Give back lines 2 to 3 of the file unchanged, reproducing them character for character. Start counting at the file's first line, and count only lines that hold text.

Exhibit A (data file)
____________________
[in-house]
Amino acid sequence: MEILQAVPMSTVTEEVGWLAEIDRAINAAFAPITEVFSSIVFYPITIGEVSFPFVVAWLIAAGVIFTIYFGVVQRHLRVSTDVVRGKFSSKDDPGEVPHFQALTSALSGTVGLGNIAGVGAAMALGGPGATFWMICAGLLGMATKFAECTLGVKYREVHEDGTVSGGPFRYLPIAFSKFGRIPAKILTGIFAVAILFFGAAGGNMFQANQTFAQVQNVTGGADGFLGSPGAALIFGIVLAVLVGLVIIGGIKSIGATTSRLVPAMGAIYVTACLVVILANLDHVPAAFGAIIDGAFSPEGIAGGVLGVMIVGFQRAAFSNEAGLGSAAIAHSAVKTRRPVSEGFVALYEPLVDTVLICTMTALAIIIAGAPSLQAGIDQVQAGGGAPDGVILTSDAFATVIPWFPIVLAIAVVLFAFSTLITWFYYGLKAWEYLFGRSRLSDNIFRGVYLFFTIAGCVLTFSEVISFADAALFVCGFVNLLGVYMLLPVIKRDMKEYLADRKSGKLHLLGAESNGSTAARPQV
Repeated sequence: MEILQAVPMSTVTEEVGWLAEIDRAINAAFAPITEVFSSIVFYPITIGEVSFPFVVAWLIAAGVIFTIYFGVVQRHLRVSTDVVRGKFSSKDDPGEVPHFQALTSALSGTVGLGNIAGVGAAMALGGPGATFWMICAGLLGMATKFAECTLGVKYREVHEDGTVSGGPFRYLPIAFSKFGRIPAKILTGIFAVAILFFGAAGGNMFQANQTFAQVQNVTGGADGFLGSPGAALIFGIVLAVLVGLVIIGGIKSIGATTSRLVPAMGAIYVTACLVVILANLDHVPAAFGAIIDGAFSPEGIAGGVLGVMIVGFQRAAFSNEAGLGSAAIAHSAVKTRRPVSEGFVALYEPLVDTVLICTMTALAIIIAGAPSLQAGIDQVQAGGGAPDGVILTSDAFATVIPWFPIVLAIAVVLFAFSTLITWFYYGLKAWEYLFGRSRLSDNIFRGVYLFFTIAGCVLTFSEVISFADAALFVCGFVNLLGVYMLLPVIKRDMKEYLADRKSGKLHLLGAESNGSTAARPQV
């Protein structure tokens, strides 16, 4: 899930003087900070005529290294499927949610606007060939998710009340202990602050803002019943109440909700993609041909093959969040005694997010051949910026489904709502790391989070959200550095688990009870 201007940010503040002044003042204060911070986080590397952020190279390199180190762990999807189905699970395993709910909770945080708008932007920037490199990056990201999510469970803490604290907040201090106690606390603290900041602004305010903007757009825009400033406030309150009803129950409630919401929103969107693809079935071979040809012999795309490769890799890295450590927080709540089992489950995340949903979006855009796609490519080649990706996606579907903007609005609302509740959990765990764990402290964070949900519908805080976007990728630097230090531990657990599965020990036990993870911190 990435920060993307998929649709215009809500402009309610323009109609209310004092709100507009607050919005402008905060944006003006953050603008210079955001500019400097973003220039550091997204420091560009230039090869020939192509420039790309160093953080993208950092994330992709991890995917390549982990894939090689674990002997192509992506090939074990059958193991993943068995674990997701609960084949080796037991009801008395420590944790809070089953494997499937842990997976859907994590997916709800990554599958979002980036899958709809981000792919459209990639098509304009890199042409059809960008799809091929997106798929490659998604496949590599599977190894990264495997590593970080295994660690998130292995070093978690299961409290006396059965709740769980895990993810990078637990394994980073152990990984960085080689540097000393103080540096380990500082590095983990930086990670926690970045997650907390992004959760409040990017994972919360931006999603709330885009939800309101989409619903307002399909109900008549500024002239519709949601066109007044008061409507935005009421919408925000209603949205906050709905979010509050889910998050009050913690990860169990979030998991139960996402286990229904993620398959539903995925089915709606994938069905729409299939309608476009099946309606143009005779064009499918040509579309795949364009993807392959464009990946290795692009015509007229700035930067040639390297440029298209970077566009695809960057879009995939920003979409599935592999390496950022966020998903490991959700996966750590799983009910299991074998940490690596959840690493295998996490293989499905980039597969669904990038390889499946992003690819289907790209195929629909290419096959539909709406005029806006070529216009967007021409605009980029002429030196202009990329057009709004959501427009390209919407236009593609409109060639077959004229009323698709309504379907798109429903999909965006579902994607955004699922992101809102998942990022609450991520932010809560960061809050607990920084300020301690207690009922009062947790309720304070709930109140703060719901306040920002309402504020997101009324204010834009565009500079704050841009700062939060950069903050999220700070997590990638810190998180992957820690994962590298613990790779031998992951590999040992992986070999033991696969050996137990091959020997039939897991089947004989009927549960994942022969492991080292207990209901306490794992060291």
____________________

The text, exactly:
Amino acid sequence: MEILQAVPMSTVTEEVGWLAEIDRAINAAFAPITEVFSSIVFYPITIGEVSFPFVVAWLIAAGVIFTIYFGVVQRHLRVSTDVVRGKFSSKDDPGEVPHFQALTSALSGTVGLGNIAGVGAAMALGGPGATFWMICAGLLGMATKFAECTLGVKYREVHEDGTVSGGPFRYLPIAFSKFGRIPAKILTGIFAVAILFFGAAGGNMFQANQTFAQVQNVTGGADGFLGSPGAALIFGIVLAVLVGLVIIGGIKSIGATTSRLVPAMGAIYVTACLVVILANLDHVPAAFGAIIDGAFSPEGIAGGVLGVMIVGFQRAAFSNEAGLGSAAIAHSAVKTRRPVSEGFVALYEPLVDTVLICTMTALAIIIAGAPSLQAGIDQVQAGGGAPDGVILTSDAFATVIPWFPIVLAIAVVLFAFSTLITWFYYGLKAWEYLFGRSRLSDNIFRGVYLFFTIAGCVLTFSEVISFADAALFVCGFVNLLGVYMLLPVIKRDMKEYLADRKSGKLHLLGAESNGSTAARPQV
Repeated sequence: MEILQAVPMSTVTEEVGWLAEIDRAINAAFAPITEVFSSIVFYPITIGEVSFPFVVAWLIAAGVIFTIYFGVVQRHLRVSTDVVRGKFSSKDDPGEVPHFQALTSALSGTVGLGNIAGVGAAMALGGPGATFWMICAGLLGMATKFAECTLGVKYREVHEDGTVSGGPFRYLPIAFSKFGRIPAKILTGIFAVAILFFGAAGGNMFQANQTFAQVQNVTGGADGFLGSPGAALIFGIVLAVLVGLVIIGGIKSIGATTSRLVPAMGAIYVTACLVVILANLDHVPAAFGAIIDGAFSPEGIAGGVLGVMIVGFQRAAFSNEAGLGSAAIAHSAVKTRRPVSEGFVALYEPLVDTVLICTMTALAIIIAGAPSLQAGIDQVQAGGGAPDGVILTSDAFATVIPWFPIVLAIAVVLFAFSTLITWFYYGLKAWEYLFGRSRLSDNIFRGVYLFFTIAGCVLTFSEVISFADAALFVCGFVNLLGVYMLLPVIKRDMKEYLADRKSGKLHLLGAESNGSTAARPQV